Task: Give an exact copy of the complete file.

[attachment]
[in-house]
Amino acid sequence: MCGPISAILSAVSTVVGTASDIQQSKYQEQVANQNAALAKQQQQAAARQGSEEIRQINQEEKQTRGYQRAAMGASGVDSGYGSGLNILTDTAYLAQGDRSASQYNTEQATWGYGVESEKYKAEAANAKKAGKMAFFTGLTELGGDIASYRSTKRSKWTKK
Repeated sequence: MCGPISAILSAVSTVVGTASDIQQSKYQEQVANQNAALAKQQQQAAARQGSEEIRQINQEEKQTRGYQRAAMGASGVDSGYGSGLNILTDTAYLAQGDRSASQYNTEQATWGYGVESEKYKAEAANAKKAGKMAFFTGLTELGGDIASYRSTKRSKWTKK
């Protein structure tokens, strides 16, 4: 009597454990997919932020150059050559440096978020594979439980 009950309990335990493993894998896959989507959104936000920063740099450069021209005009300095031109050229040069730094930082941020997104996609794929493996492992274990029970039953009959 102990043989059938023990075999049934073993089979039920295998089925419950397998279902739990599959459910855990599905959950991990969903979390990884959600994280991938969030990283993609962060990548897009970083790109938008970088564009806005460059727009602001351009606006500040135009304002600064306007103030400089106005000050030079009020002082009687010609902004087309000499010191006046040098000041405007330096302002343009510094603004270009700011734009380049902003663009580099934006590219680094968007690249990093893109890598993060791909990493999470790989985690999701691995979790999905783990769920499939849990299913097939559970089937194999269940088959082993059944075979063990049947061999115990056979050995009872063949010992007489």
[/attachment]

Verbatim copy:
[in-house]
Amino acid sequence: MCGPISAILSAVSTVVGTASDIQQSKYQEQVANQNAALAKQQQQAAARQGSEEIRQINQEEKQTRGYQRAAMGASGVDSGYGSGLNILTDTAYLAQGDRSASQYNTEQATWGYGVESEKYKAEAANAKKAGKMAFFTGLTELGGDIASYRSTKRSKWTKK
Repeated sequence: MCGPISAILSAVSTVVGTASDIQQSKYQEQVANQNAALAKQQQQAAARQGSEEIRQINQEEKQTRGYQRAAMGASGVDSGYGSGLNILTDTAYLAQGDRSASQYNTEQATWGYGVESEKYKAEAANAKKAGKMAFFTGLTELGGDIASYRSTKRSKWTKK
């Protein structure tokens, strides 16, 4: 009597454990997919932020150059050559440096978020594979439980 009950309990335990493993894998896959989507959104936000920063740099450069021209005009300095031109050229040069730094930082941020997104996609794929493996492992274990029970039953009959 102990043989059938023990075999049934073993089979039920295998089925419950397998279902739990599959459910855990599905959950991990969903979390990884959600994280991938969030990283993609962060990548897009970083790109938008970088564009806005460059727009602001351009606006500040135009304002600064306007103030400089106005000050030079009020002082009687010609902004087309000499010191006046040098000041405007330096302002343009510094603004270009700011734009380049902003663009580099934006590219680094968007690249990093893109890598993060791909990493999470790989985690999701691995979790999905783990769920499939849990299913097939559970089937194999269940088959082993059944075979063990049947061999115990056979050995009872063949010992007489």